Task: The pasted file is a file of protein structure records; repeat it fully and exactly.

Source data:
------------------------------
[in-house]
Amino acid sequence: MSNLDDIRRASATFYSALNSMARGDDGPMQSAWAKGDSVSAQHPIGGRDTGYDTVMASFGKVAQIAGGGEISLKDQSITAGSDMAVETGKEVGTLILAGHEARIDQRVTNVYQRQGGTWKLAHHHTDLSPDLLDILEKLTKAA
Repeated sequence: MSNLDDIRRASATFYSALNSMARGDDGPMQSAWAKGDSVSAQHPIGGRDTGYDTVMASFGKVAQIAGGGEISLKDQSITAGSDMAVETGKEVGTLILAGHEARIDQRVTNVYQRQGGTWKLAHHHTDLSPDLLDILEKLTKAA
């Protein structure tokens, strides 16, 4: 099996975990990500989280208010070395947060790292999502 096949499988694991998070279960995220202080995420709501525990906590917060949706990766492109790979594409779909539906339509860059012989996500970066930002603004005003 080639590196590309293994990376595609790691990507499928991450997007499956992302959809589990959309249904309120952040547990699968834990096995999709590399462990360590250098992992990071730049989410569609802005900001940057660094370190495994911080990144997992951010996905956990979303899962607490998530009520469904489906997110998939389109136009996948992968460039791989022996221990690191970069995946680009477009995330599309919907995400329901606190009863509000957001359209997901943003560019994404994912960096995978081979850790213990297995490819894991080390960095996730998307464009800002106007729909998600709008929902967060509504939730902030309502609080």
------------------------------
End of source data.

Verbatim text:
[in-house]
Amino acid sequence: MSNLDDIRRASATFYSALNSMARGDDGPMQSAWAKGDSVSAQHPIGGRDTGYDTVMASFGKVAQIAGGGEISLKDQSITAGSDMAVETGKEVGTLILAGHEARIDQRVTNVYQRQGGTWKLAHHHTDLSPDLLDILEKLTKAA
Repeated sequence: MSNLDDIRRASATFYSALNSMARGDDGPMQSAWAKGDSVSAQHPIGGRDTGYDTVMASFGKVAQIAGGGEISLKDQSITAGSDMAVETGKEVGTLILAGHEARIDQRVTNVYQRQGGTWKLAHHHTDLSPDLLDILEKLTKAA
């Protein structure tokens, strides 16, 4: 099996975990990500989280208010070395947060790292999502 096949499988694991998070279960995220202080995420709501525990906590917060949706990766492109790979594409779909539906339509860059012989996500970066930002603004005003 080639590196590309293994990376595609790691990507499928991450997007499956992302959809589990959309249904309120952040547990699968834990096995999709590399462990360590250098992992990071730049989410569609802005900001940057660094370190495994911080990144997992951010996905956990979303899962607490998530009520469904489906997110998939389109136009996948992968460039791989022996221990690191970069995946680009477009995330599309919907995400329901606190009863509000957001359209997901943003560019994404994912960096995978081979850790213990297995490819894991080390960095996730998307464009800002106007729909998600709008929902967060509504939730902030309502609080």